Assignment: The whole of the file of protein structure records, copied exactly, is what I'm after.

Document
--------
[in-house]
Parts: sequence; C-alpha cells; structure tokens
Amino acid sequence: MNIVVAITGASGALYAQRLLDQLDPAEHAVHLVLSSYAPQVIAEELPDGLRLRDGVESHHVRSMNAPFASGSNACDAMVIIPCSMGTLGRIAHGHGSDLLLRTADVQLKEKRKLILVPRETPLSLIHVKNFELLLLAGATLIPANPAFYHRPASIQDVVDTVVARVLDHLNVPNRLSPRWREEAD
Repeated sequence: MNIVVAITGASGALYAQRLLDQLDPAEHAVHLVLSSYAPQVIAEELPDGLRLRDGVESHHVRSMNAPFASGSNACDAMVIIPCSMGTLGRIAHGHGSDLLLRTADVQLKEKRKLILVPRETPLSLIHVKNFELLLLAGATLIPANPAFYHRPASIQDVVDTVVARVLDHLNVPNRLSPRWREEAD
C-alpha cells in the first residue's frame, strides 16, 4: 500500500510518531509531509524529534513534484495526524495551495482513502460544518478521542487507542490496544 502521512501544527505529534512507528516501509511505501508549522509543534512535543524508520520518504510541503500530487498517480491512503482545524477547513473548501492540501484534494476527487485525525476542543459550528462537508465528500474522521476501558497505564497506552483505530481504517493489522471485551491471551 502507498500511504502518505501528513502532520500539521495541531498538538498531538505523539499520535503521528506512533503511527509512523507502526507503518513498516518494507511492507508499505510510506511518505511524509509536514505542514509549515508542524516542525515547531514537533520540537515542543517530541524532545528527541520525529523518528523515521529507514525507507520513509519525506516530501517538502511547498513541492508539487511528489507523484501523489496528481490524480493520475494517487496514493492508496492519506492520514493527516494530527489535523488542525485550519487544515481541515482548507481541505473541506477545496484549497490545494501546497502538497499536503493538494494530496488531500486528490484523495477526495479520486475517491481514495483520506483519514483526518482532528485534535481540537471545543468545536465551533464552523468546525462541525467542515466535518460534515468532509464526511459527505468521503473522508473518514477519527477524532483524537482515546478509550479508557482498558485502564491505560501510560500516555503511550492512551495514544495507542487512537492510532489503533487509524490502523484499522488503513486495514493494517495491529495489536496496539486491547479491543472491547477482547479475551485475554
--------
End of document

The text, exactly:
[in-house]
Parts: sequence; C-alpha cells; structure tokens
Amino acid sequence: MNIVVAITGASGALYAQRLLDQLDPAEHAVHLVLSSYAPQVIAEELPDGLRLRDGVESHHVRSMNAPFASGSNACDAMVIIPCSMGTLGRIAHGHGSDLLLRTADVQLKEKRKLILVPRETPLSLIHVKNFELLLLAGATLIPANPAFYHRPASIQDVVDTVVARVLDHLNVPNRLSPRWREEAD
Repeated sequence: MNIVVAITGASGALYAQRLLDQLDPAEHAVHLVLSSYAPQVIAEELPDGLRLRDGVESHHVRSMNAPFASGSNACDAMVIIPCSMGTLGRIAHGHGSDLLLRTADVQLKEKRKLILVPRETPLSLIHVKNFELLLLAGATLIPANPAFYHRPASIQDVVDTVVARVLDHLNVPNRLSPRWREEAD
C-alpha cells in the first residue's frame, strides 16, 4: 500500500510518531509531509524529534513534484495526524495551495482513502460544518478521542487507542490496544 502521512501544527505529534512507528516501509511505501508549522509543534512535543524508520520518504510541503500530487498517480491512503482545524477547513473548501492540501484534494476527487485525525476542543459550528462537508465528500474522521476501558497505564497506552483505530481504517493489522471485551491471551 502507498500511504502518505501528513502532520500539521495541531498538538498531538505523539499520535503521528506512533503511527509512523507502526507503518513498516518494507511492507508499505510510506511518505511524509509536514505542514509549515508542524516542525515547531514537533520540537515542543517530541524532545528527541520525529523518528523515521529507514525507507520513509519525506516530501517538502511547498513541492508539487511528489507523484501523489496528481490524480493520475494517487496514493492508496492519506492520514493527516494530527489535523488542525485550519487544515481541515482548507481541505473541506477545496484549497490545494501546497502538497499536503493538494494530496488531500486528490484523495477526495479520486475517491481514495483520506483519514483526518482532528485534535481540537471545543468545536465551533464552523468546525462541525467542515466535518460534515468532509464526511459527505468521503473522508473518514477519527477524532483524537482515546478509550479508557482498558485502564491505560501510560500516555503511550492512551495514544495507542487512537492510532489503533487509524490502523484499522488503513486495514493494517495491529495489536496496539486491547479491543472491547477482547479475551485475554